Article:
The 2021/22 UEFA Women’s Champions League will be contested with a new format accompanying a series of innovations that will open a new page in women’s football.
• A new financial model will offer more resources to reinvest in the development of women’s games, more income for the clubs involved and, for the first time, solidarity payments to first division clubs, even if they are not engaged in the competition.
• Fans of women’s football will be able to attend more matches, all visible around the world, while on the pitch, players will benefit from a new qualification regulation to allow young people to progress and to give more opportunities to locally trained talents. There will also be specific provisions to protect pregnant players and young mothers.
The future is bright, and the biggest names in women’s football are eager to get to the heart of the matter. We got to talk to some of the stars who will play in this bigger, bolder and better UEFA Women’s Champions League.
How important is the addition of a group stage to the UEFA Women’s Champions League?
Vicky Losada, Barcelona
I think the group stage had to come sooner or later. At the end of the day, that means there will be more matches. People are interested in women’s football because people watch it. What people want is a show, and I think it’s great news that the Champions League is finally having a group stage.
Magdalena Eriksson, Chelsea
(The Women’s Champions League) isn’t getting the attention it deserves, and this new format is sure to help change that. There will be a lot of attention on the group stage. You know that you will have a series of matches which will be the most contested in women’s football and involving the biggest stars. I think this is a big step in the right direction.
Lucy Bronze, Manchester City
This is what the players have wanted for a long time. This is what the clubs wanted and what is best for women’s football right now: to have more top-level teams play and more top-level matches where the best teams meet more regularly. It is important to also include lower ranked nations; they need emulation and that is an important balance between having the best teams play and making sure we don’t leave anyone behind because we want to move women’s football together.
Ewa Pajor, Wolfsburg
It’s a great idea that will allow the competition to take a step forward. The rivalry between Europe’s biggest teams in the group stage will take us to a new level. For us, the players, it is a great joy to play more matches in this unique competition.
How has women’s football evolved from when you started your career?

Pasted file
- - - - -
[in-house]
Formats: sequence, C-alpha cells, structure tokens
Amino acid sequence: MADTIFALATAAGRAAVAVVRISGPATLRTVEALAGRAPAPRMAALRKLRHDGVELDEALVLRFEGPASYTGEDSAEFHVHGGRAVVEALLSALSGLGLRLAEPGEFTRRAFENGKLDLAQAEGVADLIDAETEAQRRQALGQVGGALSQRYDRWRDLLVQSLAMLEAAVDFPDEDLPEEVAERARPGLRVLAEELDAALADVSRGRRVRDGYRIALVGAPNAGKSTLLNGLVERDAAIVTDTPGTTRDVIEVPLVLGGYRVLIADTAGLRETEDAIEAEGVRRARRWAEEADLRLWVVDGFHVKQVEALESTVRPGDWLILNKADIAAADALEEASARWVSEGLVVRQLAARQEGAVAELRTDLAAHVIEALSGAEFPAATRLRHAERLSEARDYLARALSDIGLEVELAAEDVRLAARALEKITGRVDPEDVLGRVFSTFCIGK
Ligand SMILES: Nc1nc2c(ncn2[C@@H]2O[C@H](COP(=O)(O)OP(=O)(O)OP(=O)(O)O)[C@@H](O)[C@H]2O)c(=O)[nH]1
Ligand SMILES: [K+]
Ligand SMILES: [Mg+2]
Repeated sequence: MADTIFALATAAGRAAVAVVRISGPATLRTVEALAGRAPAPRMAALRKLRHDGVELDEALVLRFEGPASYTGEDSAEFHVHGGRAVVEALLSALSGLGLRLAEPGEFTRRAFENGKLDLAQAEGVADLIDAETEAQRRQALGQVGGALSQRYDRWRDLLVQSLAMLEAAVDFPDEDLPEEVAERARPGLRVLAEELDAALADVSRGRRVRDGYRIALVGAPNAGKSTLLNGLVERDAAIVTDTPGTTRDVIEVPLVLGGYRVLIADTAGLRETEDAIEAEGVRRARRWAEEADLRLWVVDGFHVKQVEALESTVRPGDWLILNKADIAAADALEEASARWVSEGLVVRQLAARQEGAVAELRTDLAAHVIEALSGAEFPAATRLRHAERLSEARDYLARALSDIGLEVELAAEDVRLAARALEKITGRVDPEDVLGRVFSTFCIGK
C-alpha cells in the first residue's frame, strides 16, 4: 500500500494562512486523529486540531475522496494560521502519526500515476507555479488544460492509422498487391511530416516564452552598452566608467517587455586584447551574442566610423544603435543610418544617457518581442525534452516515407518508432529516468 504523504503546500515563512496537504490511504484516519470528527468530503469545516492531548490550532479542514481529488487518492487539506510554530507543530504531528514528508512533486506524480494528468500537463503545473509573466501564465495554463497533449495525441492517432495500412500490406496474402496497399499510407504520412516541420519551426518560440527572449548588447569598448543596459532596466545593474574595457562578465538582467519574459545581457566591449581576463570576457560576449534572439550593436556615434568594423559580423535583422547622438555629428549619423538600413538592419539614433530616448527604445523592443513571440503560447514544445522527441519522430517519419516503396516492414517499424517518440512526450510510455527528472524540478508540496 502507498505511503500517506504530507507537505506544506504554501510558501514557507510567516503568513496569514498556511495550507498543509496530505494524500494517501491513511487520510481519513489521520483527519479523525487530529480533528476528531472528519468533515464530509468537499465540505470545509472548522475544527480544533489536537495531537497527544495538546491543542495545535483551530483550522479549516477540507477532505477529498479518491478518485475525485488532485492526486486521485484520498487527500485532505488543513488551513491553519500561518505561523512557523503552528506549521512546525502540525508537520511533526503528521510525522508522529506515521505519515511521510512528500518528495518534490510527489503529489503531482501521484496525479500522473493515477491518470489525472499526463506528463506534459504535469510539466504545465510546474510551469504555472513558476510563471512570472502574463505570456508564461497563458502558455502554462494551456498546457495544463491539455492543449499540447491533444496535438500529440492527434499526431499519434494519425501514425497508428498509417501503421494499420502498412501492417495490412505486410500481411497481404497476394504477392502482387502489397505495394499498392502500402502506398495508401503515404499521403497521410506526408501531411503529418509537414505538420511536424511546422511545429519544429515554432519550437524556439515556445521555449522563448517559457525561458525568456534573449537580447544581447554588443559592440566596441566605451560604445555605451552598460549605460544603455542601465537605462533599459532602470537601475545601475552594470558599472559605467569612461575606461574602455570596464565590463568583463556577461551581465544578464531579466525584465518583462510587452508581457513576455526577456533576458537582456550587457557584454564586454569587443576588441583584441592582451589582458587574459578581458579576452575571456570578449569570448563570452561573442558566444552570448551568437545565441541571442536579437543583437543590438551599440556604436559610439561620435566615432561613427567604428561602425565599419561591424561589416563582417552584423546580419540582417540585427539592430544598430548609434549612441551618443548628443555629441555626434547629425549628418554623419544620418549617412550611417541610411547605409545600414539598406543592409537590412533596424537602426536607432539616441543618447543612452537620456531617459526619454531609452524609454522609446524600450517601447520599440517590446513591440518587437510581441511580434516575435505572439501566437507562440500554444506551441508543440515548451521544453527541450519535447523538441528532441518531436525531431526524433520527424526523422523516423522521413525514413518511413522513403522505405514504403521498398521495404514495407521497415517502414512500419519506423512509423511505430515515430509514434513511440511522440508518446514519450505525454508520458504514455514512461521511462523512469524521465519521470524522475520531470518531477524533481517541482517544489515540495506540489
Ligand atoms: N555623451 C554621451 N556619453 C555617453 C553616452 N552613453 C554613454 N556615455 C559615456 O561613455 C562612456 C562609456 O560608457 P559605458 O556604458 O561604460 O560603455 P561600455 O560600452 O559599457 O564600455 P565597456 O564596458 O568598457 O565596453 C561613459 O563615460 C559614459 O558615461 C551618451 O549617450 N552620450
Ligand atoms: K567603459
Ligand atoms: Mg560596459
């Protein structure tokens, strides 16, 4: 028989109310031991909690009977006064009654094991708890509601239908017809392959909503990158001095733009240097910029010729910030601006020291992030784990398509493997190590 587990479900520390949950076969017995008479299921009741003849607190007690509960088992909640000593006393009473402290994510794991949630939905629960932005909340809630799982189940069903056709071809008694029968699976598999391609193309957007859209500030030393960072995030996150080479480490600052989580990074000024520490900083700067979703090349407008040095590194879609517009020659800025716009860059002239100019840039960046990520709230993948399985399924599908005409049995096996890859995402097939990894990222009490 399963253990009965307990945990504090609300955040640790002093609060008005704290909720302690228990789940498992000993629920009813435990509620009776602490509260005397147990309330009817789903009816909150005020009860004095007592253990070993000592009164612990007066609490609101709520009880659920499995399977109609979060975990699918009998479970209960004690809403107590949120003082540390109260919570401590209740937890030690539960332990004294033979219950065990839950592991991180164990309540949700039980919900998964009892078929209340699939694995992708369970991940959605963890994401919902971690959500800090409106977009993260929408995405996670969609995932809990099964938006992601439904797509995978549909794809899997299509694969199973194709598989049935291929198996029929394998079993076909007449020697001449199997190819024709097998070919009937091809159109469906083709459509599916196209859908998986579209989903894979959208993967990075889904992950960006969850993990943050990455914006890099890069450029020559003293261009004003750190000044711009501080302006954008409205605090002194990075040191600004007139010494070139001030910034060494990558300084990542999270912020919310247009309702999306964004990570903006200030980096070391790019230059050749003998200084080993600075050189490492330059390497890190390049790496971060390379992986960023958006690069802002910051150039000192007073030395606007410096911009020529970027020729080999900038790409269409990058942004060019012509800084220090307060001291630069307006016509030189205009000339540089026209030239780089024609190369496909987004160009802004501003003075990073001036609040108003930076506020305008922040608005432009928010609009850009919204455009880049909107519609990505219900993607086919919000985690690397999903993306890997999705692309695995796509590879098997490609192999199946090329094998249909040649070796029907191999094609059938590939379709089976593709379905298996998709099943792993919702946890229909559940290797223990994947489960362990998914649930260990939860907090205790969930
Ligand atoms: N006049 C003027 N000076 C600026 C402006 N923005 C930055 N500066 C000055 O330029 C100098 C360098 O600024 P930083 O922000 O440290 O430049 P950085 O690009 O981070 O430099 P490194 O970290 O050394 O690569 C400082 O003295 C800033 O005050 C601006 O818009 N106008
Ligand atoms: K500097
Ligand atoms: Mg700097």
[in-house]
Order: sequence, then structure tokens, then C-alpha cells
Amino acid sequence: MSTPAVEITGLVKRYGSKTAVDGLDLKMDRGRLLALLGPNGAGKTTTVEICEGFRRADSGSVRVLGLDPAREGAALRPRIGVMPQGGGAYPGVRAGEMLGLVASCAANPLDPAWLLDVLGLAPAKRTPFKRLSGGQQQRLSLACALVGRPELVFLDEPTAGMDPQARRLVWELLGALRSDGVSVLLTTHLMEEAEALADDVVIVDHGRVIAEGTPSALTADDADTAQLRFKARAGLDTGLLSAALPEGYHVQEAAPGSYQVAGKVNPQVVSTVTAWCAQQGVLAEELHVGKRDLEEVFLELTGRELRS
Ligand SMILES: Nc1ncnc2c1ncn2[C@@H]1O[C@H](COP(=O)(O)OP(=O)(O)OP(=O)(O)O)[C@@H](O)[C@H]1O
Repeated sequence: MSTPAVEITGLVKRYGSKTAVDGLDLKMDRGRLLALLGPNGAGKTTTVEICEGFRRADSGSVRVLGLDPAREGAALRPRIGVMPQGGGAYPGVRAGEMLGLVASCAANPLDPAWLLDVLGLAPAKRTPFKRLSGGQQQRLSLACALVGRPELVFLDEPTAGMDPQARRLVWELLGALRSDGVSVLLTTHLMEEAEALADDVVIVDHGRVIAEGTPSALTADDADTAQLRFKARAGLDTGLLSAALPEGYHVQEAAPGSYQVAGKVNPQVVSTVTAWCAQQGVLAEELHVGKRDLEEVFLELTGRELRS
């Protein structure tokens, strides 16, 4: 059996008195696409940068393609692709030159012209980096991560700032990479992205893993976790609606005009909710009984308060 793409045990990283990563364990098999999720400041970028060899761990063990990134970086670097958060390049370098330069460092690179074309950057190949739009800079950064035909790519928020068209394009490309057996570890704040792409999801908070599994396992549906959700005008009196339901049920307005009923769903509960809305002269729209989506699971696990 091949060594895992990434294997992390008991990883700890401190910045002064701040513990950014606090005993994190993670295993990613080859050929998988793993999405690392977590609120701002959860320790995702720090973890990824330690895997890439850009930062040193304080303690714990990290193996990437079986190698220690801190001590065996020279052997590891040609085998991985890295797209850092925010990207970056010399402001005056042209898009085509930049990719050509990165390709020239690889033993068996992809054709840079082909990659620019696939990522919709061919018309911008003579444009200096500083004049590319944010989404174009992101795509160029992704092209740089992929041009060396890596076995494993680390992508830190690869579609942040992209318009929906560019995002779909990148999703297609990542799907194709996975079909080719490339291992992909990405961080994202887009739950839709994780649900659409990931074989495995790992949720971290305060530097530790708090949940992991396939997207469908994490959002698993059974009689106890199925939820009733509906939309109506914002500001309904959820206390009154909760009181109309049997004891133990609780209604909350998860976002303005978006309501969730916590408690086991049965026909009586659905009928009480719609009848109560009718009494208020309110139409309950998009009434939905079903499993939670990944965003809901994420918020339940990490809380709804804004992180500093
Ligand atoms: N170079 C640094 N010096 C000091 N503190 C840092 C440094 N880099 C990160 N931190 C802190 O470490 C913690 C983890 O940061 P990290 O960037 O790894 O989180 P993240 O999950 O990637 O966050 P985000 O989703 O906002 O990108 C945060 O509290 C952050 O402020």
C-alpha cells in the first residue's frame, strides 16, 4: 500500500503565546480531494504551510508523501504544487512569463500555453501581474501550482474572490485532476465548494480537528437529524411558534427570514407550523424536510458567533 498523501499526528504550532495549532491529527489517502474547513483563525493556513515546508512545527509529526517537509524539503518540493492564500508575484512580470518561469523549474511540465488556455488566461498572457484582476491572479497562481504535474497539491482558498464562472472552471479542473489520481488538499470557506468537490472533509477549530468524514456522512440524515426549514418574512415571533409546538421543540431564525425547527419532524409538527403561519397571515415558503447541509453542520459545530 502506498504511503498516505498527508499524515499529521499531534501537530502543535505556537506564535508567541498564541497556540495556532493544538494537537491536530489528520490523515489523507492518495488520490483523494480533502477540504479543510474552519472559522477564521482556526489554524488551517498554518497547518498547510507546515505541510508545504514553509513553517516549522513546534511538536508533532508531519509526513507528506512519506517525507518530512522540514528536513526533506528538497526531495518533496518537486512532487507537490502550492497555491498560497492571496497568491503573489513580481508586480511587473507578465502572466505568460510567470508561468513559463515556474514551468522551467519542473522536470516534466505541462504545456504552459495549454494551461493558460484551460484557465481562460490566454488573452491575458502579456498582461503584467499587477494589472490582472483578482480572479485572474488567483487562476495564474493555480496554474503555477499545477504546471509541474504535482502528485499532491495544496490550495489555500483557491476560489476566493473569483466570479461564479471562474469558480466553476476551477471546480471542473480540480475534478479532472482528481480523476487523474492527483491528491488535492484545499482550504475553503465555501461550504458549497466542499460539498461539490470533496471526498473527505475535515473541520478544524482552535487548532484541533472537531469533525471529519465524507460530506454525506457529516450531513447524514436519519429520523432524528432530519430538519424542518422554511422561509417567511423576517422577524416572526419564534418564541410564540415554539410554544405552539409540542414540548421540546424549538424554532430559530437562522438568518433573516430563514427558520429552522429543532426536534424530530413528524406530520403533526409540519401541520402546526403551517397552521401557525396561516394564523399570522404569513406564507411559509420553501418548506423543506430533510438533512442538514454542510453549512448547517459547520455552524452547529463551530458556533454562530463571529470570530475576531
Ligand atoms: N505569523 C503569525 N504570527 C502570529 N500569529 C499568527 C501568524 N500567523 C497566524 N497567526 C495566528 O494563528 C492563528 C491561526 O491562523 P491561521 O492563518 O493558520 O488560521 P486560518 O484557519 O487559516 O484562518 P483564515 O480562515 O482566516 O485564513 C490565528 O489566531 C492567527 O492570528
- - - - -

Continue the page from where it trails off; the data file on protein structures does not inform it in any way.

The differences are huge. Back then, we were training two hours late at night, and we were traveling by bus for 8 or 12 hours. We did not analyze our adversaries. This mentality simply did not exist because, since we had no means of analysis, it was impossible. There is no comparison. There was no TV coverage, no sponsors, no brands. It was impossible. (Now) we train more because we want to improve. We take more care of ourselves, we rest more, we prioritize football 100%.
Emma Hayes, Chelsea, coach
The most significant change has been the investment through clubs and national associations. I was there when everyone was an amateur, then semi-professional, and now I coach world-class athletes. I also really appreciated observing the evolution off the pitch, the increase in the broadcasting of matches and all the possibilities offered to the players so that they professionalize themselves and make this sport a chance for all.
How excited are you about the future of competition?
Things are happening all over Europe, around the world, in women’s football and it’s a very exciting time for the players. It’s good to compete in a competition that everyone wants to win. There are a lot of contenders for Champions League victory.
The competition is getting bigger every year and that’s why I’m very happy and excited to be able to participate in all of this.
It’s amazing to see where this is going to take us. The way we change the Champions League will have a huge effect: you can already see the leagues evolving and improving. The (FIFA Women’s) World Cup will do the same and the Women’s EURO will do the same when we play it in England. The future looks bright and it’s good to know that we have the support of so many different associations to make this sport a big event and get it where it needs to be.
How important is it that the new generation can identify with star players?
Christiane Endler, Paris Saint-Germain
It’s important for me in the sense that the young people have as a model a player from Chile, who has managed to come to Europe, to play football and to live off what she loves. If it helps them keep going and make their dreams come true, I am happy to be that role model and that they identify with a Chilean from so far.
It feels good to receive these messages that I get every day that say, “I’m playing football because of you” or “I’m trying to make my dream come true because of you” – things that maybe didn’t. nothing to do with sport, but that affect you emotionally.
It’s not what you try to do while playing football, but football also brings these things to the fore.
Asisat Oshoala, Barcelona
I created a foundation that supports girls. It’s not because I don’t care about boys, but the environment and society, when it comes to sport, always supports male athletes more than female athletes, so that’s important to me . I can tell my story to these girls, advise them, talk to them and say, “Make your dreams come true, give it a try, stay focused and don’t give up.”